Three patient advocate groups have sued the Department of Health and Human Services (HHS) and the Centers for Medicare and Medicaid Services (CMS), challenging HHS’s 2020 Notice of Benefits and Payment Parameters (NBPP) rule. As it stands, the rule allows insurers and pharmacy benefit managers (PBMs) to broadly use copay accumulator programs, which have long been criticized by patient advocacy groups as padding insurers’ pockets while leaving patients high and dry.
Recognizing the problems that high prescription drug costs pose to patient access to medications, many drug manufacturers have created copay assistance programs to help patients afford the copays and deductibles for their medications. In a common example of this practice, the drug manufacturer issues a coupon to an insured individual to present at the pharmacy. The pharmacy bills all or most of the individual’s copayment or coinsurance—which the patient would otherwise pay the pharmacy directly—to the manufacturer.
Insurance companies and PBMs, on the other hand, have largely resisted these programs to shift drug costs away from patients and have instead found ways to shift the cost of drugs back to the patient and away from the insurer. By prohibiting patients from counting manufacturer-provided assistance as part of the patient’s copay obligation, insurers can collect from both the patient and the manufacturer. These prohibitions are often referred to as copay accumulator adjustment programs. Under a copayment accumulator adjustment program, if a patient pays the $300 copay for a one-month supply of medication using a $300 manufacturer copay card or coupon, the insurer accepts the payment but does not count any manufacturer-provided copay assistance against the insured individual’s deductible or out-of-pocket maximum in the insurer’s internal accounting systems. The insurer receives a windfall by being able to collect payments from the manufacturer and then still collect the full deductible and copayment amounts from the patient.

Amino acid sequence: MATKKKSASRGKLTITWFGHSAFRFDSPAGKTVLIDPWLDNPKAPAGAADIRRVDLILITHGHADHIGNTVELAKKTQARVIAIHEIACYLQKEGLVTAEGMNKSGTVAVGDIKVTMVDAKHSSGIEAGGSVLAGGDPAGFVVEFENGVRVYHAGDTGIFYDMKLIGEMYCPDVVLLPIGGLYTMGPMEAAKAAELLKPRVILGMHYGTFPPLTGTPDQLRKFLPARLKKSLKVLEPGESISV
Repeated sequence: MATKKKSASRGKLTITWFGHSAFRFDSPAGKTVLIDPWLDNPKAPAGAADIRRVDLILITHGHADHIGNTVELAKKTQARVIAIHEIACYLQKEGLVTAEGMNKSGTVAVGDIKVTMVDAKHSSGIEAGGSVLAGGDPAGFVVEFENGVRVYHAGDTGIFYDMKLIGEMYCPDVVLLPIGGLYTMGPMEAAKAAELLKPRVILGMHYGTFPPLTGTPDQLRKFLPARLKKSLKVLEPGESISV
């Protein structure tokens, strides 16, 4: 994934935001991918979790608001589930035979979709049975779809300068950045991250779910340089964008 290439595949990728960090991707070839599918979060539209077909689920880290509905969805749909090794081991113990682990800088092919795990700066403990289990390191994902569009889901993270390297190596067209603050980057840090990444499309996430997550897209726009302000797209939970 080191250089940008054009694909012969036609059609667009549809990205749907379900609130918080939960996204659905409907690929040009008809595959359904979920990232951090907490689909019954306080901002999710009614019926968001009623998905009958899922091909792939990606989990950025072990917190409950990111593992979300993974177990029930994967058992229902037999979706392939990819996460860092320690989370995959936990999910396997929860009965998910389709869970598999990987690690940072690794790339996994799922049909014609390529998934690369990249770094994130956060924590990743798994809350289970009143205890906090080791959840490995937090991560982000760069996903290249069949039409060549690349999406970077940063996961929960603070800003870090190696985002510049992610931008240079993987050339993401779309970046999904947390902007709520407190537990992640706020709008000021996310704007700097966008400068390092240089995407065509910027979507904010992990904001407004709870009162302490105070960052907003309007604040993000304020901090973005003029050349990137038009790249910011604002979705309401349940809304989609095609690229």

The patient, on the other hand, is no closer to meeting their deductible than before. Despite securing funds to satisfy the copay obligation, the insurer’s disregard of that payment leaves full benefits and more affordable drugs for the rest of the year the same distance out of reach. Patients who exhaust any available copay assistance program benefits will then return to square one, facing the same, limited choice: go into debt to acquire needed medications or forgo sometimes life-saving or life-extending treatment.
During the Trump administration, HHS and CMS issued the 2020 NBPP rule, revising 45 C.F.R. § 156.130(h) to explicitly allow insurers to broadly use copay accumulator programs. The 2019 rule allowed the use of copay accumulator programs, but only with respect to drugs for which a generic alternative was available. The complaint alleges that “copay accumulator adjustment policies have grown in the wake of HHS’s changing policy” (internal quotations omitted).
We have blogged before on Trump-era drug pricing and payment regulations, most of which have been struck down by the courts (see here and here), including another accumulator adjustment rule (see here). The HIV and Hepatitis Policy Institute, the Diabetes Patient Advocacy Coalition, and the Diabetes Leadership Council have similarly filed suit in the U.S. District Court for the District of Columbia, challenging the 2020 NBPP rule as plainly unlawful on the grounds that it conflicts with the plain language of the Affordable Care Act (ACA) and the agencies’ existing regulations, and is arbitrary and capricious.
Among other arguments, the complaint asserts that the NBPP rule violates the ACA’s cost-sharing cap, which mandates that cost-sharing, i.e., the part of an insured patient’s annual healthcare costs for which the patient is responsible, “shall not exceed” the result of a statutory formula. The ACA defines “cost-sharing” to include “deductibles, coinsurance, copayments, or similar charges” and “any other expenditure required of an insured individual…” The statute sets an annual cap on the “expenditure[s] required of an insured individual” by their health insurance plan. The complaint argues that the rule must be set aside as contrary to the ACA because the statutory text “looks not to where the money used for a copay originates,” yet the rule permits insurers to exclude payments from the annual statutory cap on cost-sharing “just because the insured obtains assistance from the drug manufacturer in satisfying that obligation.”
The complaint further argues that the rule contradicts the statute because the ACA defines the maximum amount of funds that an insurer may receive as compensation beyond premiums, yet the rule allows insurers to collect more money than the statute authorizes by collecting the ACA out-of-pocket maximum and any manufacturer-provided copay assistance.
The patient advocate groups are requesting that the court declare unlawful and set aside the rule. An opinion that is favorable to the patient groups would mark another defeat of Trump-era drug pricing regulations. As it stands, 14 states and Puerto Rico have passed laws outlawing copay accumulator programs. It remains to be seen whether copay accumulator programs will be banned throughout the nation.